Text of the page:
I enjoyed parts of this book: Jackson’s rants are fun to read and references to bao and cloves brought happy memories back. A review said that “British readers will close this excellent novel feeling grateful for the NHS”. Indeed, but France is ranked first for “overall health system performance” in 191 countries in the WHO’s latest report (2000) on the topic. OK, it does mean our social contributions are a leeetle bit on the high side.

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    Hélène Wilkinson said on Aug 18, 2013 | Add your feedback

  • 1 person finds this helpful

    Non raggiunge la quasi perfezione di "Dobbiamo parlare di Kevin" però ci si avvicina. Un po' troppo verbosa in certe parti dove analizza finemente la situazione dell'assicurazione sanitaria americana, mi sa che tale situazione come minimo le procura ...(continue)

    Non raggiunge la quasi perfezione di "Dobbiamo parlare di Kevin" però ci si avvicina. Un po' troppo verbosa in certe parti dove analizza finemente la situazione dell'assicurazione sanitaria americana, mi sa che tale situazione come minimo le procura una bella incazzatura cosmica. E poi il finale é un po' troppo mieloso, l'ho trovato strano per una come la Shriver che pare scrivere con un rasoio.
    Lo definerei "tagliente" questo libro, in alcune sue parti bisogna fare attenzione alle pagine che sono affilate come coltelli per il sushi, la loro lettura può causare ferite, grandi i piccole, proprio come far passare un dito sulla lama del succitato coltello.

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    Maktub59 said on Oct 18, 2012 | Add your feedback

  • 1 person finds this helpful

    So much for that

    Adoro lo stile cinico e distaccato della Shriver, anche se devo ammettere che tra i suoi libri questo è quello che mi è piaciuto meno (gli ho comunque assegnato 4 stelline, ma gli altri due libri sono per me due capolavori). Il libro è un’aspra criti ...(continue)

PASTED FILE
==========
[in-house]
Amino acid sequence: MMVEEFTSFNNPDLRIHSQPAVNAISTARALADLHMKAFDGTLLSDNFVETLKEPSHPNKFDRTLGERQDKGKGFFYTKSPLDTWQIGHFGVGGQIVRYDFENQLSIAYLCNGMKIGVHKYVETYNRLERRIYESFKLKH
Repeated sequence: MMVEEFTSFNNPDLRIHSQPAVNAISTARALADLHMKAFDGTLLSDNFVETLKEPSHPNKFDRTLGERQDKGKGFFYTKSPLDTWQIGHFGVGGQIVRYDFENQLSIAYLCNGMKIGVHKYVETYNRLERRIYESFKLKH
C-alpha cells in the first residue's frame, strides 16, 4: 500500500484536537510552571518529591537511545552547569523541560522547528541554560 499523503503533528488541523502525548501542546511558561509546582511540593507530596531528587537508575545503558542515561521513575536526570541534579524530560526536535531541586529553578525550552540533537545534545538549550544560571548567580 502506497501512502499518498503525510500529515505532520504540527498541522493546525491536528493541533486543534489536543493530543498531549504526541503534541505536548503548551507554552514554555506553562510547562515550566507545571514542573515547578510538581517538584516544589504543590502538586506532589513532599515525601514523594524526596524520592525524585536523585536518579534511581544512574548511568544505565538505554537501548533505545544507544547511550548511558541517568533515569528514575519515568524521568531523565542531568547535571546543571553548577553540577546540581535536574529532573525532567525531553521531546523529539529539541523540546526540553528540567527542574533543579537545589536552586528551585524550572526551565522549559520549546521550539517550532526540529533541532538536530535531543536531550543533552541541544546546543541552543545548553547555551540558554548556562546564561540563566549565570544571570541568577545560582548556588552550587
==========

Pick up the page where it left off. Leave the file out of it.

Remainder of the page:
Adoro lo stile cinico e distaccato della Shriver, anche se devo ammettere che tra i suoi libri questo è quello che mi è piaciuto meno (gli ho comunque assegnato 4 stelline, ma gli altri due libri sono per me due capolavori). Il libro è un’aspra critica contro le assicurazioni sanitarie americane, che di fatto non permettono ad una persona seriamente malata di curarsi. La lettura mi ha ricordato moltissimo “Sicko”, il film di Moore che tratta lo stesso argomento. In “Tutta un’altra vita” si racconta principalmente di due malati: Glynis, artista cinquantenne a cui viene diagnosticato un terribile e raro tumore e Flicka, sedicenne affetta da una malattia genetica quasi sconosciuta. Entrambe lotteranno a modo loro, cercheranno di vivere la loro malattia grazie all’aiuto dei loro familiari (senza un lavoro non si ha diritto all’assicurazione) ed entrambe lo faranno con una buona dose di cinismo. La malattia qui, non è uno stato che va compatito, sembra piuttosto necessario compatire chi sta loro vicino. Infatti Shep, marito di Glynis, dovrà rinunciare al progetto su cui aveva sognato per tutta la vita, mentre Carol e Jackson, genitori di Flicka, affronteranno non poche avversità. Rimane sullo sfondo, ma non per questo è sminuito, il dolore delle due malate, un dolore che potrebbe capitare a chiunque. Fin qui il libro è splendido. La parte finale, però, non mi ha pienamente convinta, mi è sembrata semplicistica e frettolosa. E’ un libro da leggere, un libro che pone molti interrogativi sul diritto di essere curati.

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    Lightblue said on Jun 9, 2012 | Add your feedback

  • 1 person finds this helpful

    Dopo aver letto "Dobbiamo parlare di Kevin" , "Effetti sconvolgenti di un compleanno" questo libro mi è sembrato assolutamente noioso! L'ho abbandonato a un quarto. Dov'è finita la Lionel Shriver dei primi due libri?

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    Elena Zanotti said on May 16, 2012 | Add your feedback

  • 1 person finds this helpful

    The best book I've read in ages. The characters are so real you feel you will meet them when you walk out of the front door. It has everything - humour, tragedy, realism and fantasy. If you are American, I feel so sorry for you if you get ill; if ...(continue)

    The best book I've read in ages. The characters are so real you feel you will meet them when you walk out of the front door. It has everything - humour, tragedy, realism and fantasy. If you are American, I feel so sorry for you if you get ill; if you are British you will think "thank God for the NHS".

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    golfnut said on Nov 21, 2011 | Add your feedback